Humayun's Tomb Complex - Isa Khan's Tomb & Mosque


1-Bu Halima's Tomb & Garden

 2-Isa Khan's Mosque & Tomb

3-Afsarwala's Mosque & Tomb

5-Humayun's Tomb

 6-Barber's Tomb

Other Monuments


Purana Qila


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Isa Khan's Tomb

The tomb and mosque of Isa Khan Niyazi stand immediately to the south of Bu Halima's Garden. The Persian inscription on a red sandstone slab over the mihrab inside the tomb gives the tomb its identity:

‘This tomb, which is an asylum of paradise, was built during the reign of Islam Shah, son of Sher Shah, may God perpetuate his kingdom and sovereignty, by Masnad Ali Isa Khan, son of Niyaz Aghwan, the chief chamberlain, in the Hijra year 954 (AD 1547- 48).’

Isa Khan's Tomb is built mainly of local grey quartzite with ornamental use of red sandstone. The rough masonry is covered with stucco plaster, and glazed tiles of different colours have been used in decorating the walls.


Bu Halima's Garden beyond the gate of Isa Khan's Mosque & Tomb

The tomb stands in the centre of an octagonal enclosure, the walls of which are crowned with plain battlements and the angles provided with circular bastions, giving it an air of strength. It is entered from the north through a gateway that stands on a podium approached by a flight of five steps. The main gate is in a dilapidated condition and the main gate chamber has collapsed. The square-­headed doorway is of Hindu design.

The tomb is further enclosed by an inner low octagonal wall and is itself octagonal on plan. It stands on a podium just over one metre high. The square headed doorways on all sides of the tomb chamber except the south and the west are enclosed with jalis within recesses having four-centred arches.

The western side of the tomb is occupied by a four-centred mihrab, bordered by quotations from the Quran, while the southern side contains the entrance to the tomb-chamber. The medallion in the centre of the dome is enriched with painted floral decoration in Persian style, fringed by a quotation from the Quran.


Domed pavilion on the terrace of Isa Khan's Tomb

Inside the tomb chamber there are two large graves and four smaller ones. The monument over the grave of Isa Khan, one of the two larger ones, is of marble and red sandstone. The floor is paved with sandstone slabs.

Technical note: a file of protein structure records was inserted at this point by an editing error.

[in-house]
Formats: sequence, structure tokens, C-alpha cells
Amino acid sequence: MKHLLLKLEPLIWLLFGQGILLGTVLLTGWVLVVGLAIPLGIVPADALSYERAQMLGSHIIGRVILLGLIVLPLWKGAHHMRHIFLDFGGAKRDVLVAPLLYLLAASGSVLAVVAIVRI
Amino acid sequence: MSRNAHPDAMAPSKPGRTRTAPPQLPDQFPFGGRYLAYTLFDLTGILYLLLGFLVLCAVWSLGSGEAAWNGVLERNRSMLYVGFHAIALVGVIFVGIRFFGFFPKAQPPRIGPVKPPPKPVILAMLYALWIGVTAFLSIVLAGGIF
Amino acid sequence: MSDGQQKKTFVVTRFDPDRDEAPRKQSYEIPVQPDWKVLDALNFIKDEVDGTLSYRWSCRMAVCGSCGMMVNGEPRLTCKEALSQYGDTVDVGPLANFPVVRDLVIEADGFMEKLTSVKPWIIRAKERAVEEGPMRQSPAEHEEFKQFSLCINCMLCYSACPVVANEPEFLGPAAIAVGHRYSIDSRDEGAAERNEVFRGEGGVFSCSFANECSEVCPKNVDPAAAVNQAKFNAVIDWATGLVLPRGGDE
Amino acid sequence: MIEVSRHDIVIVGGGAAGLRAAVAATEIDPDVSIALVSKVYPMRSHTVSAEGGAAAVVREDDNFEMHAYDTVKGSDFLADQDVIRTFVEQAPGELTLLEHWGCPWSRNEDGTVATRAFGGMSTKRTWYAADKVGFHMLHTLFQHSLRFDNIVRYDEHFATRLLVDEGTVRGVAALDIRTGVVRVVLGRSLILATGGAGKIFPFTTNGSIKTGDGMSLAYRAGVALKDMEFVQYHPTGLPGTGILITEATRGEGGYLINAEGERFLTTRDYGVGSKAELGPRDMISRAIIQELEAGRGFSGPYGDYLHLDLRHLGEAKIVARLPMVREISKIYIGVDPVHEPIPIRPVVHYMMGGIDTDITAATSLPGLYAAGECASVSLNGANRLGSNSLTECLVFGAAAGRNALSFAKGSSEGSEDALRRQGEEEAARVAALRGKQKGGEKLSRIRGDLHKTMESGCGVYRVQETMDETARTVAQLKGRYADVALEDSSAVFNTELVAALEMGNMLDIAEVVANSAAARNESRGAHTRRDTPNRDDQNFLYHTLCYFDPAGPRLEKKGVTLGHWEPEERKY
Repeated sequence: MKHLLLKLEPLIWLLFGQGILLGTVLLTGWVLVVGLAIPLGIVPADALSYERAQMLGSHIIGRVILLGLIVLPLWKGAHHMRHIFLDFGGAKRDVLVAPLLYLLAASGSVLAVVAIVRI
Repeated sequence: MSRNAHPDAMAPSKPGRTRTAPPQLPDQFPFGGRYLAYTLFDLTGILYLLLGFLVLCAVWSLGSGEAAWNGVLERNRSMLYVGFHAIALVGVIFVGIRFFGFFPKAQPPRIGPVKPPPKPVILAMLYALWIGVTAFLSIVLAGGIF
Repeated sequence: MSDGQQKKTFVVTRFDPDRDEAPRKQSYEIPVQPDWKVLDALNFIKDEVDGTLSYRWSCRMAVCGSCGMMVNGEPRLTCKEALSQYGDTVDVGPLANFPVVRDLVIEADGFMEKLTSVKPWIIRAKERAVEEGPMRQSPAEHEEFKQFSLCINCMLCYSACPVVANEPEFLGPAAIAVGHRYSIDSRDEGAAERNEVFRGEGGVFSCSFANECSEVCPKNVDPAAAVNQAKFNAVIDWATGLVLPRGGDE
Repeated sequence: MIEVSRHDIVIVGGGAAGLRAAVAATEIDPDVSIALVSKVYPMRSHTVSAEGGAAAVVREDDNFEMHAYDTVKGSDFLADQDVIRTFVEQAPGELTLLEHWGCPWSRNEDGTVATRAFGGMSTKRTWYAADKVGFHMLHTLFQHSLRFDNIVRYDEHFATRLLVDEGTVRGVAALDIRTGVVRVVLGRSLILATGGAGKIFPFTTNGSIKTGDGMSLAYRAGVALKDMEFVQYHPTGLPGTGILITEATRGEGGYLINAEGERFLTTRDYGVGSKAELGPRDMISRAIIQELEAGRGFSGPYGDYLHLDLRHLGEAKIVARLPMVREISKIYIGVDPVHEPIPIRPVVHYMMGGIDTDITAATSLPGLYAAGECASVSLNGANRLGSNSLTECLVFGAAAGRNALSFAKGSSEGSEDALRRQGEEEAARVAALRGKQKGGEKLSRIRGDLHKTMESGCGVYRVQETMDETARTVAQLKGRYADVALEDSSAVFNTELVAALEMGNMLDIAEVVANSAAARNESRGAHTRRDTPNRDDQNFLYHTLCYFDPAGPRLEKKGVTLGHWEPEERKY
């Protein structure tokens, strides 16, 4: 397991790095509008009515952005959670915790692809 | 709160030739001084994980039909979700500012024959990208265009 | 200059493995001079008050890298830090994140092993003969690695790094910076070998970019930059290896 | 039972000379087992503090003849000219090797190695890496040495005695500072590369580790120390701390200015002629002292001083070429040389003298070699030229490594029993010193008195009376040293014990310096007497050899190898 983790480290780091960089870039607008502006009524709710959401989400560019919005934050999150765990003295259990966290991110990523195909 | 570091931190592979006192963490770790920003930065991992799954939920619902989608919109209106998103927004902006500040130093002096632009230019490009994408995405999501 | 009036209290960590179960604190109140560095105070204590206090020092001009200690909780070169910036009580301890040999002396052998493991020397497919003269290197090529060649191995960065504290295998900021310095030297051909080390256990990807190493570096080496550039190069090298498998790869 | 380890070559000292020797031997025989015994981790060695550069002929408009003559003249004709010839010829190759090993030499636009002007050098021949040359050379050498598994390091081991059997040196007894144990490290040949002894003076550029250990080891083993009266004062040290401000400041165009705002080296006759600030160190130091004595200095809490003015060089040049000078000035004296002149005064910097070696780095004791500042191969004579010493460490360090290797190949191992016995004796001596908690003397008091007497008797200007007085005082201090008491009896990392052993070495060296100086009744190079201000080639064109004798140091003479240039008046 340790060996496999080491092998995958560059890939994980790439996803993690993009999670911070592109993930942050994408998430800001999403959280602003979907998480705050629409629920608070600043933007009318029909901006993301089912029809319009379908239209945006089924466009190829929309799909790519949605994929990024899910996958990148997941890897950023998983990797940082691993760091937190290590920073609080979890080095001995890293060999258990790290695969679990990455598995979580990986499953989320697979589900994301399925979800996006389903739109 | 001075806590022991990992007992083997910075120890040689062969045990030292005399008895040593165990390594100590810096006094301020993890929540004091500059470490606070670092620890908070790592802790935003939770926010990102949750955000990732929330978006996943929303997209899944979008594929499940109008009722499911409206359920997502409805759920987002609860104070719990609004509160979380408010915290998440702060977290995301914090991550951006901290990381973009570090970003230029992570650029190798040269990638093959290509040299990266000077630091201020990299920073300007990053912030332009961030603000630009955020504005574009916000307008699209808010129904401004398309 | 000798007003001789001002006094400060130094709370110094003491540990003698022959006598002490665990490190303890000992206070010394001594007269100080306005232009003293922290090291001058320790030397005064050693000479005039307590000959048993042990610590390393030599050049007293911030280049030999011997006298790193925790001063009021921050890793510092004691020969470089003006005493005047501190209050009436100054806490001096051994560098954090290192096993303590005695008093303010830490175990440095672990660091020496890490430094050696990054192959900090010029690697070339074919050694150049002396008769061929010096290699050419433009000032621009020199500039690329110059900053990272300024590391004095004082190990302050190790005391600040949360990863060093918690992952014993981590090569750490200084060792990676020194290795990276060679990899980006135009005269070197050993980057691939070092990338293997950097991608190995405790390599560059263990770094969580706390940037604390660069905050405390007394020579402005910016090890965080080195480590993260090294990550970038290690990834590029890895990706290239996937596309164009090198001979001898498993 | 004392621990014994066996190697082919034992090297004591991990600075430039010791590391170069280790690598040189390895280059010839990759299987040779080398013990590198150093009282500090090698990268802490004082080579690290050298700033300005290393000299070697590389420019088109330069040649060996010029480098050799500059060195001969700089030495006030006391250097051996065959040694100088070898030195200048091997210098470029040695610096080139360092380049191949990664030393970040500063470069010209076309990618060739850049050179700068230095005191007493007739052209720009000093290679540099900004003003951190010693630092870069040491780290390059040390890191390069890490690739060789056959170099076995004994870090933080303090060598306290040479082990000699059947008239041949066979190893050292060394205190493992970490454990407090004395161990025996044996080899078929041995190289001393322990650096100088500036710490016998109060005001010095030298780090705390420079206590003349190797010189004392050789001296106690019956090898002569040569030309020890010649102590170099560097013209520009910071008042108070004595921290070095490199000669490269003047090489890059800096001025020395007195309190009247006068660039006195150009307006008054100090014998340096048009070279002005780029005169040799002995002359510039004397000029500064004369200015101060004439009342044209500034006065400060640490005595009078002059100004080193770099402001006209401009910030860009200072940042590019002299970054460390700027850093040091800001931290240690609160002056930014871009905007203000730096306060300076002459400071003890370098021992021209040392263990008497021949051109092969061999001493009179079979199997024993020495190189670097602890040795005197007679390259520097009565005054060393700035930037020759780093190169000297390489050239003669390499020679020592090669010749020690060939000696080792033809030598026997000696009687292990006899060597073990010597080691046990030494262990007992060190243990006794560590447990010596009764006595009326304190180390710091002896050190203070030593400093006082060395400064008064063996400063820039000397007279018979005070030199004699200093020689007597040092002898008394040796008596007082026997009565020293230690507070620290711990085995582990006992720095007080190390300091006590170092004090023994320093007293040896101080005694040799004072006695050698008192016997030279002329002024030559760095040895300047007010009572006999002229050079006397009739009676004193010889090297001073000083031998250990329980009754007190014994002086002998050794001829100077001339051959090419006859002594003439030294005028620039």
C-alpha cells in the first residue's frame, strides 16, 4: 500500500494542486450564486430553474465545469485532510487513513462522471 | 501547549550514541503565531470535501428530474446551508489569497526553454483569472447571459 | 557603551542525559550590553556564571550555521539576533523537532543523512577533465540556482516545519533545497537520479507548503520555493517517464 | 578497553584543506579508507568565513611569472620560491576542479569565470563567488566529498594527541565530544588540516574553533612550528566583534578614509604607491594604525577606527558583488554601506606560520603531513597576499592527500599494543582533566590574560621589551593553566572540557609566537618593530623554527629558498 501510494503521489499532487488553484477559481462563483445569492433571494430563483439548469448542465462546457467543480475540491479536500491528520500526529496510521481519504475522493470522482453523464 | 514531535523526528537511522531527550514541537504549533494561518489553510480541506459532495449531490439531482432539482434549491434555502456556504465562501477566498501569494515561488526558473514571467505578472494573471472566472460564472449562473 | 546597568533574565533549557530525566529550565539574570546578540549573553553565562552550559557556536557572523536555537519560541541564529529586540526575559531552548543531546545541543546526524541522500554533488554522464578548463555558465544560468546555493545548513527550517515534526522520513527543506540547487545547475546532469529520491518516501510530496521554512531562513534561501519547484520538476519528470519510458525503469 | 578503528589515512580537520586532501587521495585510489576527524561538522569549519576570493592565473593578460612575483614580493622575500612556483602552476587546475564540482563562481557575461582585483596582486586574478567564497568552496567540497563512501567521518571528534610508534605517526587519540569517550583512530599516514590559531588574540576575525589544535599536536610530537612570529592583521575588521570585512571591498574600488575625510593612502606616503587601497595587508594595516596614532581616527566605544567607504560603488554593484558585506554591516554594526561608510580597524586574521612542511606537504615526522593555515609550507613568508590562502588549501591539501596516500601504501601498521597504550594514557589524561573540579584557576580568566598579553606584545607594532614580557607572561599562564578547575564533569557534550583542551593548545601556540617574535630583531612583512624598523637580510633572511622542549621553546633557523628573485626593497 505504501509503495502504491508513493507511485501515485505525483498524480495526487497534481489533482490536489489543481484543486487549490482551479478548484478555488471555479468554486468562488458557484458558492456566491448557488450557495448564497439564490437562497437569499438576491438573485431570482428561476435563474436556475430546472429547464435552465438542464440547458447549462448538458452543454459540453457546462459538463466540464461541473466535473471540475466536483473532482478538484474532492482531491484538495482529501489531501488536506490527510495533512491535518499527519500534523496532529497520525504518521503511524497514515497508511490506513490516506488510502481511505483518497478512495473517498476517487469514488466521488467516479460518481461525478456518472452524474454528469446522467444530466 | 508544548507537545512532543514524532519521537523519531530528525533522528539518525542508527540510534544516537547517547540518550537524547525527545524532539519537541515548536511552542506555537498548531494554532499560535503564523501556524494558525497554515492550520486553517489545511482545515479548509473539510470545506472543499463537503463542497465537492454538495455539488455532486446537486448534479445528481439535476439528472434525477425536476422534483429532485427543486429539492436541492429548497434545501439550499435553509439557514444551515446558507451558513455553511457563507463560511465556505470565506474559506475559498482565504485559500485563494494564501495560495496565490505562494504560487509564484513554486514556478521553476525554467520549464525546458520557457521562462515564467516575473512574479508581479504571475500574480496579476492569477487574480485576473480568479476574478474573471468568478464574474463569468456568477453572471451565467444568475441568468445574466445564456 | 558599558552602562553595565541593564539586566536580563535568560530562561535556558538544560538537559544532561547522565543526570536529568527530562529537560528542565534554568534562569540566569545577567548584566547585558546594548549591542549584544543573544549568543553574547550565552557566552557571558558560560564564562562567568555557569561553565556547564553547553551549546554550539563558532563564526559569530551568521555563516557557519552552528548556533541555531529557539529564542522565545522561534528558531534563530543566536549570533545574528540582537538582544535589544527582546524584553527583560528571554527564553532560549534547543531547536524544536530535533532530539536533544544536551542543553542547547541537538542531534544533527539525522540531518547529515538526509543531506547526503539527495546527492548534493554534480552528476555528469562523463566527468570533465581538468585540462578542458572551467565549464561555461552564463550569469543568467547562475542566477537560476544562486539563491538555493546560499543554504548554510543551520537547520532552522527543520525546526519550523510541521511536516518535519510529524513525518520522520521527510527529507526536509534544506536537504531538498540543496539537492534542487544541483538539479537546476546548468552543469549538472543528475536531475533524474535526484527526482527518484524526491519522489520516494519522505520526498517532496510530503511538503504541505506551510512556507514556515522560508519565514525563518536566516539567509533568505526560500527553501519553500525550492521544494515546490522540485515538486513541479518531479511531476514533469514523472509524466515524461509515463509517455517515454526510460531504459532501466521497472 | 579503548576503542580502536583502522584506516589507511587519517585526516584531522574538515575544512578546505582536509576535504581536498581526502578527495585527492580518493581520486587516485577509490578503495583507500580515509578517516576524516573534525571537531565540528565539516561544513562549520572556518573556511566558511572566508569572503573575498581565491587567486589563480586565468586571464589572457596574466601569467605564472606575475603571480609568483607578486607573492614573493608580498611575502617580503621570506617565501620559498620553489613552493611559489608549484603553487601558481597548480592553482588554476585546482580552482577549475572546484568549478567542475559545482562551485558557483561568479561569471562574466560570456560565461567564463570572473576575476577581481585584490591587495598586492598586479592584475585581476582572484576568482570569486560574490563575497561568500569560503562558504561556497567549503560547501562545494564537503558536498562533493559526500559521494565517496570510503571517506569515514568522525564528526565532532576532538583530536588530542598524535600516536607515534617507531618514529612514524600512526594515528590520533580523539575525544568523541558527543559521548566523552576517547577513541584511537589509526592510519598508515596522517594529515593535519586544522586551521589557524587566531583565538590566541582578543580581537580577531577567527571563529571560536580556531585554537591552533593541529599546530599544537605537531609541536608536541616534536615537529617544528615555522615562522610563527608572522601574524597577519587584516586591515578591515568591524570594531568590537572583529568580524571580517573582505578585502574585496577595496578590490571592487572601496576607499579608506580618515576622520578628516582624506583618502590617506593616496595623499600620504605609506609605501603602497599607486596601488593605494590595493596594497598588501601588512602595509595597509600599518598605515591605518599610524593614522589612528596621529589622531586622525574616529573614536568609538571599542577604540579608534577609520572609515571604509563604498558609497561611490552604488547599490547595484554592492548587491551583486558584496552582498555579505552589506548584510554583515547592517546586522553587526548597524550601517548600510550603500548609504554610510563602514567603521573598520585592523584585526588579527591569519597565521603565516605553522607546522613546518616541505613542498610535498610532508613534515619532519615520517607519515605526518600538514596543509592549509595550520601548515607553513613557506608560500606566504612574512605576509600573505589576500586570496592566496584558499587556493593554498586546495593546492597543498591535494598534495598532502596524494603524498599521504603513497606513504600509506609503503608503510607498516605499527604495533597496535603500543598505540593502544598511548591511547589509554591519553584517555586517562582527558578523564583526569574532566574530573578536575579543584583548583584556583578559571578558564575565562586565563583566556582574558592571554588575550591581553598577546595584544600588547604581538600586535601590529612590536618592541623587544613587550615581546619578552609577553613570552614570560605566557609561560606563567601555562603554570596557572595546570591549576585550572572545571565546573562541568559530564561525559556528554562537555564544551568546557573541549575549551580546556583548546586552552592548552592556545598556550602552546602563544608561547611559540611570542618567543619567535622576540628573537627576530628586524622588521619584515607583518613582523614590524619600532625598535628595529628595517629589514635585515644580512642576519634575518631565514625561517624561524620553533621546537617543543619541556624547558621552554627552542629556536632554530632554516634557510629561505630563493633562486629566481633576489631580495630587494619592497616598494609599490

The main tomb chamber is surrounded by an arcaded verandah having three stilted, four-centred arches on each side of the octagon. The spandrels of the arches contain the remains of blue, green and yellow tile-inlay. It is crowned by a stone chhajja. The parapet above the verandah contains false merlons and from the eight angles rise slender pinnacles, topped with lotus-flower design. The squat dome springs from a 16-sided drum, the eight chhattris supported by columns of red sandstone rise from the roof level to surround the main dome and to harmonise the design.

The tomb of Isa Khan is similar on plan to those of Khan-i-Jahan Tilangani (died 1368­-69), Mubarak Shah (died 1434), Mohammad Shah (died about 1443) and Sikandar Shah Lodi (died 1517), all in Delhi. The tomb of Khan-i-Jahan Tilangani, in the village of Nizamuddin, is the earliest octagonal tombs to be found in the Delhi area. Persian influence can be seen in the octagonal tombs of 14th century Tughluq monuments, e.g., at Hauz Khas in Delhi.


Isa Khan's Mosque

The mosque of Isa Khan stands immediately to the west of the tomb inside the same enclosure-walls. It is a simple structure in contrast to the tomb. Built mainly of local grey quartzite, it is faced with red sandstone and is decorated with coloured tile inlay.

It stands on a platform almost a metre high and consists of a single prayer chamber that is divided into three bays. Internally the central dome is carried on squinches and the lateral domes rise from pendentives. The interior of the mosque is not elaborately decorated. The floor of the chamber is plastered.

Each bay is pierced by a four-centred arched entrance. The borders of the arches and the spandrels are decorated with blue and green tiles. The framework of the central arch is relieved at intervals by panels. A stone chhajja projects over the side bays. The parapet contains merlons in relief, and the corners of the central bay are decorated with pinnacles.

The central dome is high shouldered and springs from a 16-sided drum. The domed pavilions, supported by grey stone pillars, stand on either side of the central dome and retain the remains of blue tile inlay.



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